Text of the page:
For just about everything we do these days, "there's an app for that." Is the car key destined to become one more little tile on a smartphone screen?
I broached the subject with Drue Freeman, vice president, global sales and marketing, automotive business unit, NXP Semiconductors, who was also a presenter at the European Microelectronics Summit. Freeman told me, "You need to understand that car keys must last longer than cars."
Indeed, that's the first hurdle for any attempt to use a smartphone as a car key. Consumers swap smartphones roughly every 1.5 years. The average car lasts more than eight years.
While acknowledging that opening a car with an NFC-enabled smartphone could be done, Freeman posed a more salient matter of convenience.
In the current generation of keyless entry for cars, a smart key system disengages the immobilizer and activates the ignition without inserting a key in the ignition. The system uses LF (low frequency, 125 kHz) and RF (radio frequency, >300 MHz). It works by having a series of LF transmitting antennas both inside and outside the vehicle. External antennas are in the door handles. When the vehicle is triggered, an LF signal is transmitted from the antennas to the key. The key activates if it is sufficiently close, and it transmits its ID back to the vehicle via RF to a receiver located in the vehicle.
Applying NFC in a smartphone to the car security system is certainly feasible. But the driver still needs to walk up to a car and physically open the door -- unless the smartphone is also integrated with an LF/RF-based keyless entry system.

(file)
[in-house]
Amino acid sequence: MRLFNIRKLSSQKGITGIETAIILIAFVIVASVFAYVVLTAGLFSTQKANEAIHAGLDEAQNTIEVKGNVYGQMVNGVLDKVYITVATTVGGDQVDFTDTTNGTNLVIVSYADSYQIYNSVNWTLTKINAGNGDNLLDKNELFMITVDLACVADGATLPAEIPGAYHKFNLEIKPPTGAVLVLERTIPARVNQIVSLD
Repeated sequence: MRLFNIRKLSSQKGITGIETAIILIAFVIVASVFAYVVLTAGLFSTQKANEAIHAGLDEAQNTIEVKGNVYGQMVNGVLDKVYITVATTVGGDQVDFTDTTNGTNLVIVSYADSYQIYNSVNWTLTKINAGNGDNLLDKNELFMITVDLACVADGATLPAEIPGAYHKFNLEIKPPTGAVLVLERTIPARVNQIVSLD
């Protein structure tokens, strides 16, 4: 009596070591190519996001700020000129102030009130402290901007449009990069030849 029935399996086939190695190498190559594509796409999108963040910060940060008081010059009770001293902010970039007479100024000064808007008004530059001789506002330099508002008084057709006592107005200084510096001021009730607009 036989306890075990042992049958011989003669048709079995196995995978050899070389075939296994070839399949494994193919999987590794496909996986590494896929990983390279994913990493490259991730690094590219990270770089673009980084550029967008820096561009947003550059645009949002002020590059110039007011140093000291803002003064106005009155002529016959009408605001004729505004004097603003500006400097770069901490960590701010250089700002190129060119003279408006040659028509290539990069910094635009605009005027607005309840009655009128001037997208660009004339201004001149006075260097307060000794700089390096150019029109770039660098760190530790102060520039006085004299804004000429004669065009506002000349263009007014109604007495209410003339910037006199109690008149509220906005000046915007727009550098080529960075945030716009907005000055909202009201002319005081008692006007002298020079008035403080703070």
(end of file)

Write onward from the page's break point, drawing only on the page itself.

Freeman explained, "With a smartphone, it's a two-step process. In contrast, the smart car key you use today can remotely flip a car open -- instantly," without fiddling with your smartphone first.
But let's be clear: The idea of unlocking and locking the car and then starting the ignition with a phone has haunted the minds of some carmakers, such as Hyundai.
By using NFC, Hyundai demonstrated "Connectivity Concept."
By using an embedded NFC tag in the car, Hyundai has designed a system that allows owners to unlock a vehicle, start the engine, and link up to the touchscreen with a quick swipe. The Korean automaker showed earlier this year what the company calls its "Connectivity Concept" in a demonstration i30 hatchback car.
So, the idea of smartphone as your car key has been percolating for a few years, and it has gotten some attention from carmakers. Can a Bluetooth LE be that key?
One might say: Why not?
The first step in proving the feasibility of this concept is to make sure there is absolutely no EMC interference between a Bluetooth-based smart car key and the electronics inside the vehicle. Perhaps more important, Bluetooth LE requires power (albeit low energy). NFC connectivity "does not require a power supply in the key, hence does not affect the key's battery lifetime," according to NXP's spokesperson. "Setting up a connectivity link is done by a touch and would not require an exchange pairing credential upfront." In sum, NFC allows carmakers to focus on convenience and security.
Even assuming that either wireless technology -- NFC or Bluetooth -- works fine as a smart car key, technology suppliers need to clear one more hurdle.
NXP's Freeman explained that for a carmaker, the branded car key establishes the first and the most significant physical and tactile contact with car owners. Automotive companies might not be so eager to give up that precious branding opportunity to a smartphone -- which bears no automotive brand.
For the time being, the NFC vs. Bluetooth LE battleground is likely to be focused more on connecting a smart car key with a smartphone (or any wearable smart device), rather than a smartphone replacing a car key.
According to NXP, the company's multi-function car key using NFC is "one member of a complete new product family designed for Smart Access solutions." The product family debuts in the market with model year '13 vehicles.